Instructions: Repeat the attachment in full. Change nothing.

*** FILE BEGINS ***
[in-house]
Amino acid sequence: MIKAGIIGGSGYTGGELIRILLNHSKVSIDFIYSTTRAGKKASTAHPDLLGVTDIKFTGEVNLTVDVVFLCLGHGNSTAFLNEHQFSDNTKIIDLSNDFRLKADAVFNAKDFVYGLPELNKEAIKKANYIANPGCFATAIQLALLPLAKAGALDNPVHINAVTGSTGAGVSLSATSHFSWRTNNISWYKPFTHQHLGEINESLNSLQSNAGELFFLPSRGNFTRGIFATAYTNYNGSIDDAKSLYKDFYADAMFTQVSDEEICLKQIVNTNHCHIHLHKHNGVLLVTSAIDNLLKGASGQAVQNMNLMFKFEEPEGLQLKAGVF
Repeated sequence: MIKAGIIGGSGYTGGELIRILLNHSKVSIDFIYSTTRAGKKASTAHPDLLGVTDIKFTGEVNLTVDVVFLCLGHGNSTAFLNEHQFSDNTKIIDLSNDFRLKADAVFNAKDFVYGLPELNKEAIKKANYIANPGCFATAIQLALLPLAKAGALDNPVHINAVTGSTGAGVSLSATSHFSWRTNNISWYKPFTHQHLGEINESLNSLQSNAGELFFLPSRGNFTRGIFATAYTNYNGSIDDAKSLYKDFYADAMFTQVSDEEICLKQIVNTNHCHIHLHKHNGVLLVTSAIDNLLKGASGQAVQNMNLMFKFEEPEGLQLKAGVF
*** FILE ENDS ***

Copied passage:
[in-house]
Amino acid sequence: MIKAGIIGGSGYTGGELIRILLNHSKVSIDFIYSTTRAGKKASTAHPDLLGVTDIKFTGEVNLTVDVVFLCLGHGNSTAFLNEHQFSDNTKIIDLSNDFRLKADAVFNAKDFVYGLPELNKEAIKKANYIANPGCFATAIQLALLPLAKAGALDNPVHINAVTGSTGAGVSLSATSHFSWRTNNISWYKPFTHQHLGEINESLNSLQSNAGELFFLPSRGNFTRGIFATAYTNYNGSIDDAKSLYKDFYADAMFTQVSDEEICLKQIVNTNHCHIHLHKHNGVLLVTSAIDNLLKGASGQAVQNMNLMFKFEEPEGLQLKAGVF
Repeated sequence: MIKAGIIGGSGYTGGELIRILLNHSKVSIDFIYSTTRAGKKASTAHPDLLGVTDIKFTGEVNLTVDVVFLCLGHGNSTAFLNEHQFSDNTKIIDLSNDFRLKADAVFNAKDFVYGLPELNKEAIKKANYIANPGCFATAIQLALLPLAKAGALDNPVHINAVTGSTGAGVSLSATSHFSWRTNNISWYKPFTHQHLGEINESLNSLQSNAGELFFLPSRGNFTRGIFATAYTNYNGSIDDAKSLYKDFYADAMFTQVSDEEICLKQIVNTNHCHIHLHKHNGVLLVTSAIDNLLKGASGQAVQNMNLMFKFEEPEGLQLKAGVF